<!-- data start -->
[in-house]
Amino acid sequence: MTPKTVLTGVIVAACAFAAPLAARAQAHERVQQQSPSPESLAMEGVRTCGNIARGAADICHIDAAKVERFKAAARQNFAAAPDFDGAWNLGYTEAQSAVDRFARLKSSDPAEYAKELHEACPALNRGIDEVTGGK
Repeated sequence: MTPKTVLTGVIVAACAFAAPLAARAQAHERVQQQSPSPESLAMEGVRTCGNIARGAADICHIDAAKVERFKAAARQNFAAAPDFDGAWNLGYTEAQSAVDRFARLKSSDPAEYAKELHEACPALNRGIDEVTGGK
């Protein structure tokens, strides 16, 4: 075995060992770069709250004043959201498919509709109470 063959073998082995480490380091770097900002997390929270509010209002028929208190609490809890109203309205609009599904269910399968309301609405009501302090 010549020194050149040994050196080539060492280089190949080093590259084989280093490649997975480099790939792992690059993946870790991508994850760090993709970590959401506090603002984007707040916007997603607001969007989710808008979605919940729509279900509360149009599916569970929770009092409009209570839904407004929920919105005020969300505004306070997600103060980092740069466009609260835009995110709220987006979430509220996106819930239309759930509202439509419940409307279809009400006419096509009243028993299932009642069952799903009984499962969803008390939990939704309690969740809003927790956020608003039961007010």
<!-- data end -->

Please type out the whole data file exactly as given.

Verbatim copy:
[in-house]
Amino acid sequence: MTPKTVLTGVIVAACAFAAPLAARAQAHERVQQQSPSPESLAMEGVRTCGNIARGAADICHIDAAKVERFKAAARQNFAAAPDFDGAWNLGYTEAQSAVDRFARLKSSDPAEYAKELHEACPALNRGIDEVTGGK
Repeated sequence: MTPKTVLTGVIVAACAFAAPLAARAQAHERVQQQSPSPESLAMEGVRTCGNIARGAADICHIDAAKVERFKAAARQNFAAAPDFDGAWNLGYTEAQSAVDRFARLKSSDPAEYAKELHEACPALNRGIDEVTGGK
């Protein structure tokens, strides 16, 4: 075995060992770069709250004043959201498919509709109470 063959073998082995480490380091770097900002997390929270509010209002028929208190609490809890109203309205609009599904269910399968309301609405009501302090 010549020194050149040994050196080539060492280089190949080093590259084989280093490649997975480099790939792992690059993946870790991508994850760090993709970590959401506090603002984007707040916007997603607001969007989710808008979605919940729509279900509360149009599916569970929770009092409009209570839904407004929920919105005020969300505004306070997600103060980092740069466009609260835009995110709220987006979430509220996106819930239309759930509202439509419940409307279809009400006419096509009243028993299932009642069952799903009984499962969803008390939990939704309690969740809003927790956020608003039961007010």